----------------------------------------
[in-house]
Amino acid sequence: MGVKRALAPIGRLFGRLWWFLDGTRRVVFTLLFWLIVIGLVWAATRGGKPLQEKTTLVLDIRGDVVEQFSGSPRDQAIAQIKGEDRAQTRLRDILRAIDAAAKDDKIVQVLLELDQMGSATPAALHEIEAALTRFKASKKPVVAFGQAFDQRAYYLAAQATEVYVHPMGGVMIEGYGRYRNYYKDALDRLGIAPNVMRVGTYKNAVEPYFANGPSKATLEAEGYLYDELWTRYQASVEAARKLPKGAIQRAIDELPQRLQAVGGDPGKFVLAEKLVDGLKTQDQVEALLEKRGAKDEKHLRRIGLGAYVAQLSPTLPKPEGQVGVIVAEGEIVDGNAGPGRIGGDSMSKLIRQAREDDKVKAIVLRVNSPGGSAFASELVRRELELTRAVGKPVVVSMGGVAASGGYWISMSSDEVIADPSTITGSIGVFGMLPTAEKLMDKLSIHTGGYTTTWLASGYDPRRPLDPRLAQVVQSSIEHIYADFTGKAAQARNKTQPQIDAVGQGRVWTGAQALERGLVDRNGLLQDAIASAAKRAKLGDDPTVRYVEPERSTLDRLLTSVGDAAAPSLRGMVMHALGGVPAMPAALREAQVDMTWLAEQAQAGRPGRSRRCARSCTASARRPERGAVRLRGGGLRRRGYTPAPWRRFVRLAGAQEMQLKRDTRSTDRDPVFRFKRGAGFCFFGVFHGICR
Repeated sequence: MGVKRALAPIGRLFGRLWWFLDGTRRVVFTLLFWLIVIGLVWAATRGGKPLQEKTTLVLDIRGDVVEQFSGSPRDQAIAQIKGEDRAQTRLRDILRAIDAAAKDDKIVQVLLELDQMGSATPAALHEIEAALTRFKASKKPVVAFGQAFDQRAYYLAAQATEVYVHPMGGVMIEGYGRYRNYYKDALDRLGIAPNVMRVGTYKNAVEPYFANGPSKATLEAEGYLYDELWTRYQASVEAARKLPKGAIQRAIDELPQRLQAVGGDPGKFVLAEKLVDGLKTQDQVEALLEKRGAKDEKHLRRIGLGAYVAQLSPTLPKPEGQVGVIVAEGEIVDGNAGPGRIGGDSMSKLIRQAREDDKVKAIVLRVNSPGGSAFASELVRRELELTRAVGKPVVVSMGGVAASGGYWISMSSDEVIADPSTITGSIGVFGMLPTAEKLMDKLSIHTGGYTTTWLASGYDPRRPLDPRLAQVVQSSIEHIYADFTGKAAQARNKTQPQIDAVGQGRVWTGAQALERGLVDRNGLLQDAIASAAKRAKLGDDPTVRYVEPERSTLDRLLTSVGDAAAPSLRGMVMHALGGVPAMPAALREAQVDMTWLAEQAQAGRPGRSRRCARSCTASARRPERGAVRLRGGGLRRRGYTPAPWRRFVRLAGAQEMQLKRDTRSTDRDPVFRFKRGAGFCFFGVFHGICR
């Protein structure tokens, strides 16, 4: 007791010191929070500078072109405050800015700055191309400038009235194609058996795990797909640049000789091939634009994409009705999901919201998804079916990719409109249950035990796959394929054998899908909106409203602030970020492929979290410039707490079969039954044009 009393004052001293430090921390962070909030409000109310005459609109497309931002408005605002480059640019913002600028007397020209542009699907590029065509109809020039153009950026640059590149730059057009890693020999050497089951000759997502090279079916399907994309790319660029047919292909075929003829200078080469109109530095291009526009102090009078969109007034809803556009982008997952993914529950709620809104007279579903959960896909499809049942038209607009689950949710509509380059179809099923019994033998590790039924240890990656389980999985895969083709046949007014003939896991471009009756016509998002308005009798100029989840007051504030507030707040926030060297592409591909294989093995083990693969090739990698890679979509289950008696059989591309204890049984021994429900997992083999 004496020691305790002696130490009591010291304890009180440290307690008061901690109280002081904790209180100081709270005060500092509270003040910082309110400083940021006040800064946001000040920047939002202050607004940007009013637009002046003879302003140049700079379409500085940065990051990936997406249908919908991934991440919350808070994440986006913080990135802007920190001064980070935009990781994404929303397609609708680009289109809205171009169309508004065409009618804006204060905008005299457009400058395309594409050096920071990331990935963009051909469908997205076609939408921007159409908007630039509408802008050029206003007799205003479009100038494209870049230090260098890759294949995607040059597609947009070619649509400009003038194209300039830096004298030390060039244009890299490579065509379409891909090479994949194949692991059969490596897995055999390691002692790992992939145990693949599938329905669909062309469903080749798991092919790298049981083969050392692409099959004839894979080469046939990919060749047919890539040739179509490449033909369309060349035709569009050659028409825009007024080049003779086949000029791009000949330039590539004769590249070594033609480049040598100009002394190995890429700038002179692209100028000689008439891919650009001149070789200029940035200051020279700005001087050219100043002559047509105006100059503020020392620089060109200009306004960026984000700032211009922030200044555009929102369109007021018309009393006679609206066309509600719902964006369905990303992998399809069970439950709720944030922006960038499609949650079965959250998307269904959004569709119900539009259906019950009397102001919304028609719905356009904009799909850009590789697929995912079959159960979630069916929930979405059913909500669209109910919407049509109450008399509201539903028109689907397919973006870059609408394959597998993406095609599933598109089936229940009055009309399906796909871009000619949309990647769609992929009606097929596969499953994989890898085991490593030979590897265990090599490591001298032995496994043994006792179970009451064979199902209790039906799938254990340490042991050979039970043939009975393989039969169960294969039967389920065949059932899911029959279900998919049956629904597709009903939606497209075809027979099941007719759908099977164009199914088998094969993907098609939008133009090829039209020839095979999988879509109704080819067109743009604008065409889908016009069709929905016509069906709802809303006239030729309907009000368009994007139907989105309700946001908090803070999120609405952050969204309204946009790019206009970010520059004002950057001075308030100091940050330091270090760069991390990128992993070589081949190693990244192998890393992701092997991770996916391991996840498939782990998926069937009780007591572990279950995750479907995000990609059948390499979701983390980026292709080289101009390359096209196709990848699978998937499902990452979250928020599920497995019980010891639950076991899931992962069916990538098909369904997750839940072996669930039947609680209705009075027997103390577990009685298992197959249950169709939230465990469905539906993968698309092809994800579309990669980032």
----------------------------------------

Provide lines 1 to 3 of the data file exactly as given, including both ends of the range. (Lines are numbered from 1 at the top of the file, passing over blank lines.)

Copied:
[in-house]
Amino acid sequence: MGVKRALAPIGRLFGRLWWFLDGTRRVVFTLLFWLIVIGLVWAATRGGKPLQEKTTLVLDIRGDVVEQFSGSPRDQAIAQIKGEDRAQTRLRDILRAIDAAAKDDKIVQVLLELDQMGSATPAALHEIEAALTRFKASKKPVVAFGQAFDQRAYYLAAQATEVYVHPMGGVMIEGYGRYRNYYKDALDRLGIAPNVMRVGTYKNAVEPYFANGPSKATLEAEGYLYDELWTRYQASVEAARKLPKGAIQRAIDELPQRLQAVGGDPGKFVLAEKLVDGLKTQDQVEALLEKRGAKDEKHLRRIGLGAYVAQLSPTLPKPEGQVGVIVAEGEIVDGNAGPGRIGGDSMSKLIRQAREDDKVKAIVLRVNSPGGSAFASELVRRELELTRAVGKPVVVSMGGVAASGGYWISMSSDEVIADPSTITGSIGVFGMLPTAEKLMDKLSIHTGGYTTTWLASGYDPRRPLDPRLAQVVQSSIEHIYADFTGKAAQARNKTQPQIDAVGQGRVWTGAQALERGLVDRNGLLQDAIASAAKRAKLGDDPTVRYVEPERSTLDRLLTSVGDAAAPSLRGMVMHALGGVPAMPAALREAQVDMTWLAEQAQAGRPGRSRRCARSCTASARRPERGAVRLRGGGLRRRGYTPAPWRRFVRLAGAQEMQLKRDTRSTDRDPVFRFKRGAGFCFFGVFHGICR
Repeated sequence: MGVKRALAPIGRLFGRLWWFLDGTRRVVFTLLFWLIVIGLVWAATRGGKPLQEKTTLVLDIRGDVVEQFSGSPRDQAIAQIKGEDRAQTRLRDILRAIDAAAKDDKIVQVLLELDQMGSATPAALHEIEAALTRFKASKKPVVAFGQAFDQRAYYLAAQATEVYVHPMGGVMIEGYGRYRNYYKDALDRLGIAPNVMRVGTYKNAVEPYFANGPSKATLEAEGYLYDELWTRYQASVEAARKLPKGAIQRAIDELPQRLQAVGGDPGKFVLAEKLVDGLKTQDQVEALLEKRGAKDEKHLRRIGLGAYVAQLSPTLPKPEGQVGVIVAEGEIVDGNAGPGRIGGDSMSKLIRQAREDDKVKAIVLRVNSPGGSAFASELVRRELELTRAVGKPVVVSMGGVAASGGYWISMSSDEVIADPSTITGSIGVFGMLPTAEKLMDKLSIHTGGYTTTWLASGYDPRRPLDPRLAQVVQSSIEHIYADFTGKAAQARNKTQPQIDAVGQGRVWTGAQALERGLVDRNGLLQDAIASAAKRAKLGDDPTVRYVEPERSTLDRLLTSVGDAAAPSLRGMVMHALGGVPAMPAALREAQVDMTWLAEQAQAGRPGRSRRCARSCTASARRPERGAVRLRGGGLRRRGYTPAPWRRFVRLAGAQEMQLKRDTRSTDRDPVFRFKRGAGFCFFGVFHGICR